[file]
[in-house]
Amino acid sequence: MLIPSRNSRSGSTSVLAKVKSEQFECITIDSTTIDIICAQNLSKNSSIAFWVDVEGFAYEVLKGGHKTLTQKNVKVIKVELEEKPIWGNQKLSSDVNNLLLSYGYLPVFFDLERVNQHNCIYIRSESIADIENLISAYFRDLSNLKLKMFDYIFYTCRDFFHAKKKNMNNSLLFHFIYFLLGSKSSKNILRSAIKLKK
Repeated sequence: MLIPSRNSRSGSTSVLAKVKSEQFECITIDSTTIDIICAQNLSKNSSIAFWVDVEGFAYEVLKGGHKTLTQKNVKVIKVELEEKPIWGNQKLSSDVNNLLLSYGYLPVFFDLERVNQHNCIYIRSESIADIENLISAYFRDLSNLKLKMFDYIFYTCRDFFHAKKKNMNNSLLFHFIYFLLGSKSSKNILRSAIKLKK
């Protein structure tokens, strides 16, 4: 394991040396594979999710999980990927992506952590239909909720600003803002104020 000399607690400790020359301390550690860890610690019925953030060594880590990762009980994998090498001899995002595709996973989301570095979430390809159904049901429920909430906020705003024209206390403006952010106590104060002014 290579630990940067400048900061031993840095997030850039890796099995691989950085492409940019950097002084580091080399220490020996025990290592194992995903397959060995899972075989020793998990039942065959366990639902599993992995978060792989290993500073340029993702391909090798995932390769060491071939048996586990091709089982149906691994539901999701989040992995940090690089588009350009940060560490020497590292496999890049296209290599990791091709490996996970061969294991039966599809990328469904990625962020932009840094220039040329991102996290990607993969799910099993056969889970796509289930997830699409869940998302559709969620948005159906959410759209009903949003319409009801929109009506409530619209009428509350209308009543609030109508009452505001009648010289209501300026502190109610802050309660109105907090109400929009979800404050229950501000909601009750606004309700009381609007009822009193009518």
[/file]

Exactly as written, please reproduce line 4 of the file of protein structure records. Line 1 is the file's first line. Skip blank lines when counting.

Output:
């Protein structure tokens, strides 16, 4: 394991040396594979999710999980990927992506952590239909909720600003803002104020 000399607690400790020359301390550690860890610690019925953030060594880590990762009980994998090498001899995002595709996973989301570095979430390809159904049901429920909430906020705003024209206390403006952010106590104060002014 290579630990940067400048900061031993840095997030850039890796099995691989950085492409940019950097002084580091080399220490020996025990290592194992995903397959060995899972075989020793998990039942065959366990639902599993992995978060792989290993500073340029993702391909090798995932390769060491071939048996586990091709089982149906691994539901999701989040992995940090690089588009350009940060560490020497590292496999890049296209290599990791091709490996996970061969294991039966599809990328469904990625962020932009840094220039040329991102996290990607993969799910099993056969889970796509289930997830699409869940998302559709969620948005159906959410759209009903949003319409009801929109009506409530619209009428509350209308009543609030109508009452505001009648010289209501300026502190109610802050309660109105907090109400929009979800404050229950501000909601009750606004309700009381609007009822009193009518």